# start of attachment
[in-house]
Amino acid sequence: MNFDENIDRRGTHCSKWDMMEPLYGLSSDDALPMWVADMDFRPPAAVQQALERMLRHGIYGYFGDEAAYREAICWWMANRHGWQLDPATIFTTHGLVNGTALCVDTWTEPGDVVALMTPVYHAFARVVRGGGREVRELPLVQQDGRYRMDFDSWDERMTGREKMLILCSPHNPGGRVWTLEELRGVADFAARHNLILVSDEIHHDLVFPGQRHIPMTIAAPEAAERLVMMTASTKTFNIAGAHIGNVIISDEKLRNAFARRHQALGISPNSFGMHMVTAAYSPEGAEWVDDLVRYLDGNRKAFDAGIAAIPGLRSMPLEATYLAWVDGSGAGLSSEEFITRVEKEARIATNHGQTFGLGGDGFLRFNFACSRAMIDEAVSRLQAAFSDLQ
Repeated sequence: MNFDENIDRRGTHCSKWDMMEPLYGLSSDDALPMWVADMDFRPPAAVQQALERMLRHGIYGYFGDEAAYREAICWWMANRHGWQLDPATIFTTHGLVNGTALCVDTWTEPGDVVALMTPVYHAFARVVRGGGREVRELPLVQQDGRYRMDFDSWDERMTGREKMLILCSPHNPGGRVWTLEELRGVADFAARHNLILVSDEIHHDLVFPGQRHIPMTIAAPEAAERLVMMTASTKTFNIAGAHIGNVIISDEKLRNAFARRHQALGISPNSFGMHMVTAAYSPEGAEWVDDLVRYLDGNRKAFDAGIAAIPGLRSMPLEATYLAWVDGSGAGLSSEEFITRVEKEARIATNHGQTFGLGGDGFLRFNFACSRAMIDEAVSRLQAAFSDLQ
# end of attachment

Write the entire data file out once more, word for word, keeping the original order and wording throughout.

[in-house]
Amino acid sequence: MNFDENIDRRGTHCSKWDMMEPLYGLSSDDALPMWVADMDFRPPAAVQQALERMLRHGIYGYFGDEAAYREAICWWMANRHGWQLDPATIFTTHGLVNGTALCVDTWTEPGDVVALMTPVYHAFARVVRGGGREVRELPLVQQDGRYRMDFDSWDERMTGREKMLILCSPHNPGGRVWTLEELRGVADFAARHNLILVSDEIHHDLVFPGQRHIPMTIAAPEAAERLVMMTASTKTFNIAGAHIGNVIISDEKLRNAFARRHQALGISPNSFGMHMVTAAYSPEGAEWVDDLVRYLDGNRKAFDAGIAAIPGLRSMPLEATYLAWVDGSGAGLSSEEFITRVEKEARIATNHGQTFGLGGDGFLRFNFACSRAMIDEAVSRLQAAFSDLQ
Repeated sequence: MNFDENIDRRGTHCSKWDMMEPLYGLSSDDALPMWVADMDFRPPAAVQQALERMLRHGIYGYFGDEAAYREAICWWMANRHGWQLDPATIFTTHGLVNGTALCVDTWTEPGDVVALMTPVYHAFARVVRGGGREVRELPLVQQDGRYRMDFDSWDERMTGREKMLILCSPHNPGGRVWTLEELRGVADFAARHNLILVSDEIHHDLVFPGQRHIPMTIAAPEAAERLVMMTASTKTFNIAGAHIGNVIISDEKLRNAFARRHQALGISPNSFGMHMVTAAYSPEGAEWVDDLVRYLDGNRKAFDAGIAAIPGLRSMPLEATYLAWVDGSGAGLSSEEFITRVEKEARIATNHGQTFGLGGDGFLRFNFACSRAMIDEAVSRLQAAFSDLQ